Dent. J.2014, 2(2), 52-64; doi:10.3390/dj2020052 - published online 4 April 2014 Show/Hide Abstract
Abstract: The aim of this study was to evaluate the interfacial microgaps generating between different materials and between materials and dentin after polymerization of the composite restorations, using SEM. Methods: The materials investigated were a composite, an adhesive, a RMGI, and a calcium hydroxide. Thirty third molars were selected and two circular class V cavities (5 mm × 3 mm) for each tooth were made. The teeth were randomly assigned into six groups and restored with a combination of the materials. The specimens were subjected to thermocycling and each tooth was sectioned mesiodistally in two halves. Each half was sectioned along the longitudinal axis through the center of the restorations to obtain a slice of 2 mm. The specimens were examined under SEM. The interfaces between the liners, the liners and dentin, and between the liners and the composite were examined for microgaps. Results: The results showed that there was not any significant difference in the mean width of microgaps in the interfaces between Dycal-dentin and Vitrebond-dentin (p>0.05). However, the width of microgaps in the interfaces between dentin-Clearfil Tri-S Bond was significantly smaller (p<0.05). The use of Clearfil Tri-S Bond reduced the possibility of microgap formation between the bonded interface and the materials tested.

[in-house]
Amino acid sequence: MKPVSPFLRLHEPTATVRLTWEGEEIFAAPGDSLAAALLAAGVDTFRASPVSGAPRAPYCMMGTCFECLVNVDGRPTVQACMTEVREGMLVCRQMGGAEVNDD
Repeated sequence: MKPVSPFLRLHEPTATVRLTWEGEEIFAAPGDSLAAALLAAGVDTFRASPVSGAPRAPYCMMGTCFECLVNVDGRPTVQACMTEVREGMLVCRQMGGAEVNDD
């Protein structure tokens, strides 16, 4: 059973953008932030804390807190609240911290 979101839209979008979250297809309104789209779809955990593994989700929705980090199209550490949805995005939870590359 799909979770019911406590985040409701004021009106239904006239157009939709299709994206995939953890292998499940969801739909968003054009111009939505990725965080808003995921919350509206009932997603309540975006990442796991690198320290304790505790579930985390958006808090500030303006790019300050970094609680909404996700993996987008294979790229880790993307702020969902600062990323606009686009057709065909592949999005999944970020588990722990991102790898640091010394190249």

Dent. J.2014, 2(1), 41-51; doi:10.3390/dj2010041 - published online 19 February 2014 Show/Hide Abstract
Abstract: ICDAS (the International Caries Detection and Assessment System) is a new approach to the detection and classification of dental caries, starting with the stage showing the earliest visual changes. Methodology: This article describes the implementation of the ICDAS at the School of Dentistry, International Medical University, and Kuala Lumpur, Malaysia in a step-by-step systematically planned process. Beginning with the setting up of a Task Force in 2011 for the evaluation and preparation of the training resources and the running of exploratory training exercises, it finally culminated in carrying out training workshops for the entire staff and students. After the internal processes had been completed, an international expert (KE) was invited to evaluate the process and conduct another workshop using the resources developed within the University, including a reference set of carious teeth. The overall time taken was one and a half years. Conclusions: The implementation of the ICDAS has been comprehensively set into motion within the context of our local curriculum and oral healthcare delivery arrangements. However, this will be an ongoing process with further quality assurance measures being required clinically together with the continuing training of new staff. Sharing this ‘framework’ of the ICDAS implementation process should considerably ease the path and reduce the time period of future implementations by other dental teaching institutions.